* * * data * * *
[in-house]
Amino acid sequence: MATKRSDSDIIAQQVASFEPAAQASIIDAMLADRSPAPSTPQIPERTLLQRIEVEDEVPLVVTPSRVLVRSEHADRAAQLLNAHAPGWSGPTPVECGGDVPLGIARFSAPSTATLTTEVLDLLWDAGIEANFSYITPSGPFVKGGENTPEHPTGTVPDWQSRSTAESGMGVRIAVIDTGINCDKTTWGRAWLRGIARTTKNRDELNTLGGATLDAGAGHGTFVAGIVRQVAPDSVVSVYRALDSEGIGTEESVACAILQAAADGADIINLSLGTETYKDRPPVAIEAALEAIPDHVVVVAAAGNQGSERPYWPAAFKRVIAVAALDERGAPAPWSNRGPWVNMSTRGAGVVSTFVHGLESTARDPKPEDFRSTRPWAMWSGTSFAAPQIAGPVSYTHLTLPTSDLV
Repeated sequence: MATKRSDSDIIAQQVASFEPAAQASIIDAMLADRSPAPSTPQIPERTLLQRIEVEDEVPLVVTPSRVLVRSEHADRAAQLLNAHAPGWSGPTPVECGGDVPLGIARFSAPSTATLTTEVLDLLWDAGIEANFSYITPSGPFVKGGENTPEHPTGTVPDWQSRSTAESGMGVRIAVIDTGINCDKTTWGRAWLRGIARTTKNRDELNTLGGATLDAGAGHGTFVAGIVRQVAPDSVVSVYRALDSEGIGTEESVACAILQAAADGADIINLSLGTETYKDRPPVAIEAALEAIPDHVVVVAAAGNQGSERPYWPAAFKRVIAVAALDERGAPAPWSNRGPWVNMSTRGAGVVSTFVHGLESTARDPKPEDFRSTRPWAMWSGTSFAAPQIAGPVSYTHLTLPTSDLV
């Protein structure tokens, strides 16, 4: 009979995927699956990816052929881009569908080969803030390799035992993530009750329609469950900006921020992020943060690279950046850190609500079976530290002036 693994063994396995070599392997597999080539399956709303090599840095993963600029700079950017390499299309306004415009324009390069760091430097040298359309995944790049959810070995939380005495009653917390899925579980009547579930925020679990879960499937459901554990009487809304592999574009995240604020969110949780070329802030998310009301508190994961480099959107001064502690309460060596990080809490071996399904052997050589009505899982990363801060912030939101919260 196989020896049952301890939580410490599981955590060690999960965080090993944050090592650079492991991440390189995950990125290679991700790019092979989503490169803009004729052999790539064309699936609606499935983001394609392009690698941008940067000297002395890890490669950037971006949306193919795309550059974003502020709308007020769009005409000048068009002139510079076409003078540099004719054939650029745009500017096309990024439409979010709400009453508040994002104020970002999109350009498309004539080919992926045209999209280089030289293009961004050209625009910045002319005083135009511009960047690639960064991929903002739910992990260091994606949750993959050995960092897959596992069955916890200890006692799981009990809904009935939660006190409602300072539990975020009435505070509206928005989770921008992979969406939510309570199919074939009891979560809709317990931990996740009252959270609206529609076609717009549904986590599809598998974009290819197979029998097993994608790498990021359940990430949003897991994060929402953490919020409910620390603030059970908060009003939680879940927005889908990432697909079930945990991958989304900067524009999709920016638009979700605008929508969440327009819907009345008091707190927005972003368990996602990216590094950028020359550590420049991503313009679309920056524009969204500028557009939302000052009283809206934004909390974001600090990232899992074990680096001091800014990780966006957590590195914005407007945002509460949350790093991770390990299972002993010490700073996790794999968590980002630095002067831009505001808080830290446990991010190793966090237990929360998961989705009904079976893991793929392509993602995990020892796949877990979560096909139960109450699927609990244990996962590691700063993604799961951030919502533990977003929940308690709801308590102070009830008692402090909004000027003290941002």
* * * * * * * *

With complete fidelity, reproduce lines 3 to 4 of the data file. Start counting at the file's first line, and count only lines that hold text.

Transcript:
Repeated sequence: MATKRSDSDIIAQQVASFEPAAQASIIDAMLADRSPAPSTPQIPERTLLQRIEVEDEVPLVVTPSRVLVRSEHADRAAQLLNAHAPGWSGPTPVECGGDVPLGIARFSAPSTATLTTEVLDLLWDAGIEANFSYITPSGPFVKGGENTPEHPTGTVPDWQSRSTAESGMGVRIAVIDTGINCDKTTWGRAWLRGIARTTKNRDELNTLGGATLDAGAGHGTFVAGIVRQVAPDSVVSVYRALDSEGIGTEESVACAILQAAADGADIINLSLGTETYKDRPPVAIEAALEAIPDHVVVVAAAGNQGSERPYWPAAFKRVIAVAALDERGAPAPWSNRGPWVNMSTRGAGVVSTFVHGLESTARDPKPEDFRSTRPWAMWSGTSFAAPQIAGPVSYTHLTLPTSDLV
């Protein structure tokens, strides 16, 4: 009979995927699956990816052929881009569908080969803030390799035992993530009750329609469950900006921020992020943060690279950046850190609500079976530290002036 693994063994396995070599392997597999080539399956709303090599840095993963600029700079950017390499299309306004415009324009390069760091430097040298359309995944790049959810070995939380005495009653917390899925579980009547579930925020679990879960499937459901554990009487809304592999574009995240604020969110949780070329802030998310009301508190994961480099959107001064502690309460060596990080809490071996399904052997050589009505899982990363801060912030939101919260 196989020896049952301890939580410490599981955590060690999960965080090993944050090592650079492991991440390189995950990125290679991700790019092979989503490169803009004729052999790539064309699936609606499935983001394609392009690698941008940067000297002395890890490669950037971006949306193919795309550059974003502020709308007020769009005409000048068009002139510079076409003078540099004719054939650029745009500017096309990024439409979010709400009453508040994002104020970002999109350009498309004539080919992926045209999209280089030289293009961004050209625009910045002319005083135009511009960047690639960064991929903002739910992990260091994606949750993959050995960092897959596992069955916890200890006692799981009990809904009935939660006190409602300072539990975020009435505070509206928005989770921008992979969406939510309570199919074939009891979560809709317990931990996740009252959270609206529609076609717009549904986590599809598998974009290819197979029998097993994608790498990021359940990430949003897991994060929402953490919020409910620390603030059970908060009003939680879940927005889908990432697909079930945990991958989304900067524009999709920016638009979700605008929508969440327009819907009345008091707190927005972003368990996602990216590094950028020359550590420049991503313009679309920056524009969204500028557009939302000052009283809206934004909390974001600090990232899992074990680096001091800014990780966006957590590195914005407007945002509460949350790093991770390990299972002993010490700073996790794999968590980002630095002067831009505001808080830290446990991010190793966090237990929360998961989705009904079976893991793929392509993602995990020892796949877990979560096909139960109450699927609990244990996962590691700063993604799961951030919502533990977003929940308690709801308590102070009830008692402090909004000027003290941002």